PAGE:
Whether it should or not, how we look does impact our lives, but this factor is hyperinflated in importance by traditional and social media. As with media aimed at women, the messaging that bombards men penetrates our emotional and subconscious minds. It doesn’t matter if we logically understand that body-related images are crafted to get our attention, to influence us, to lure us into buying something, to drive us to click and share—these messages can still affect our view of ourselves because they are accepted in the emotionalpart of our mind, and logic doesn’t pull much weight there.
(To make matters worse, though the world promotes a very specific image of what the ultimate man or woman looks like, it offers only confusion about what it means to be a man or woman. As this higher essence of masculinity and femininity gets increasingly distorted in our culture, people will place ever greater emphasis on the easy-to-understand trappings of physical appearance.)
So, what’s a guy to do when he finds himself being manipulated by a culture that makes him feel inadequate and unlikely to succeed because of the way he looks? Well, not this…
So there I was, back in the ’90s, with a dilemma. I looked at my guitar, the symbol of my hopes and dreams, and then into the mirror. I decided to remake myself in the image of the cultural ideal, and to do that, I would need to go extreme. Gone was Taco Bell, along with its accomplices in the burger, french fry, and pizza industries. Soda was replaced with water. Beer was replaced with water. I would have replaced water if only there was something more austere with which to replace it. Andthe workouts. I went fromnot having broken a sweat since gym class in the eleventh grade to working out two hours a day, six or seven days a week.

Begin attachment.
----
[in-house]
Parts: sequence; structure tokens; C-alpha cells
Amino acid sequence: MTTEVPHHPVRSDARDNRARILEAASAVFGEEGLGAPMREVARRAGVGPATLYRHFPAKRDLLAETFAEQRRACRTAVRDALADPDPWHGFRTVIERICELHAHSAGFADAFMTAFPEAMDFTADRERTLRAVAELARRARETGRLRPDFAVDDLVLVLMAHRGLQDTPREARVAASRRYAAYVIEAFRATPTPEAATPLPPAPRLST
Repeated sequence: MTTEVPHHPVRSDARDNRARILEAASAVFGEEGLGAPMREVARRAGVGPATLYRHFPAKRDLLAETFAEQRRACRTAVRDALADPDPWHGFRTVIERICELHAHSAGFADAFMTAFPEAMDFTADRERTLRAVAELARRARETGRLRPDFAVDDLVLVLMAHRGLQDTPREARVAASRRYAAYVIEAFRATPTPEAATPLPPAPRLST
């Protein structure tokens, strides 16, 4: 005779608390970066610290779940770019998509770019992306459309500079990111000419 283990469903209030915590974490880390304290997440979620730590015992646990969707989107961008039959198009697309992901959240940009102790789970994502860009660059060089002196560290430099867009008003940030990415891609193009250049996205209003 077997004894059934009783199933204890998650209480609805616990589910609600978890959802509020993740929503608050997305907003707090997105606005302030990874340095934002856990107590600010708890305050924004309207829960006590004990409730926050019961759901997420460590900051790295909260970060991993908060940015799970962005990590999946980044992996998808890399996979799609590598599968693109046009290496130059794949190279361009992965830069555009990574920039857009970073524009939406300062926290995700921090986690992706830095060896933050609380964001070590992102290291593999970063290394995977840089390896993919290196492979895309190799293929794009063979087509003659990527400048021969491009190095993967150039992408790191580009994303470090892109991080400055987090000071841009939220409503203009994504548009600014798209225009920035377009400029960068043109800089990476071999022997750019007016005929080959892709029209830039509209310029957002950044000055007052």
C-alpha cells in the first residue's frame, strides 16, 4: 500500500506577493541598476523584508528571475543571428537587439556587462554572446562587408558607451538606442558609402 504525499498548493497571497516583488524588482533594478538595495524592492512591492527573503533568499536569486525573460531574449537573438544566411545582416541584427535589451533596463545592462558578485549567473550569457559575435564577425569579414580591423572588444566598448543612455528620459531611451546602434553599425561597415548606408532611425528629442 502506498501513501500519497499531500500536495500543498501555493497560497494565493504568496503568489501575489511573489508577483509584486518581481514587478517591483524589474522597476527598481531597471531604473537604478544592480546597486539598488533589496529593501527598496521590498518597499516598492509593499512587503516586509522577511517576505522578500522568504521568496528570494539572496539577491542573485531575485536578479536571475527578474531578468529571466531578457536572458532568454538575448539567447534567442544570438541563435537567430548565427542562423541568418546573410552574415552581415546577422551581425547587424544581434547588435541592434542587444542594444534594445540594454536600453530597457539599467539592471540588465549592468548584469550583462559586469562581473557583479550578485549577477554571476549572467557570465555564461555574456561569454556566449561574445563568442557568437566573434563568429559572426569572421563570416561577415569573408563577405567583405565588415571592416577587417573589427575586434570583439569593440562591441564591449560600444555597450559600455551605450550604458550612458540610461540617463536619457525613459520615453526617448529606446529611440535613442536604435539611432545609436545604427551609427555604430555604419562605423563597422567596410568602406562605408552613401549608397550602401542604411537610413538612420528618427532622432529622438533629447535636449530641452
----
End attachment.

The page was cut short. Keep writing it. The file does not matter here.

I did have some reasonable motives driving me as well.
I wanted to be healthier. I wanted to be stronger. I wanted greater self-discipline and to become a little tougher than my previously soft lifestyle had demanded of me. But it was the desire to perfect my body—in appearance and fitness—that exaggerated positive changes into an excessive approach to food and exercise.
I did lose a lot of weight. And I did inch forward in the direction of the cultural ideal that my genes would forever prevent me from actually reaching. I also became cocky. And judgmental. And vain. Before my “self-improvement,” I chose clothing that would hide my heft. Now shirts were selected by how well they highlighted the “gun show,” which was always in town.
If you’re like me, many of the Bible verses that are permanently burned into your soul are those you lived (and by “lived,” I mean learned by making embarrassing mistakes with unpleasant consequences). This is certainly the case for me with 1 Corinthians 3:19-20: “For the wisdom of this world is foolishness with God. For it is written: ‘He taketh the wise in their own craftiness’; and again, ‘The Lord knoweth the thoughts of the wise, that they are vain.’”
I thought I was quite wise when I swaggered back into Hollywood, Les Paul guitar in hand and show-muscles on display—they had to accept me into their world now. But I had forgotten one thing: While I was spending all of that time in the gym, I neglected my art—my guitar playing had become unimaginative and stagnant.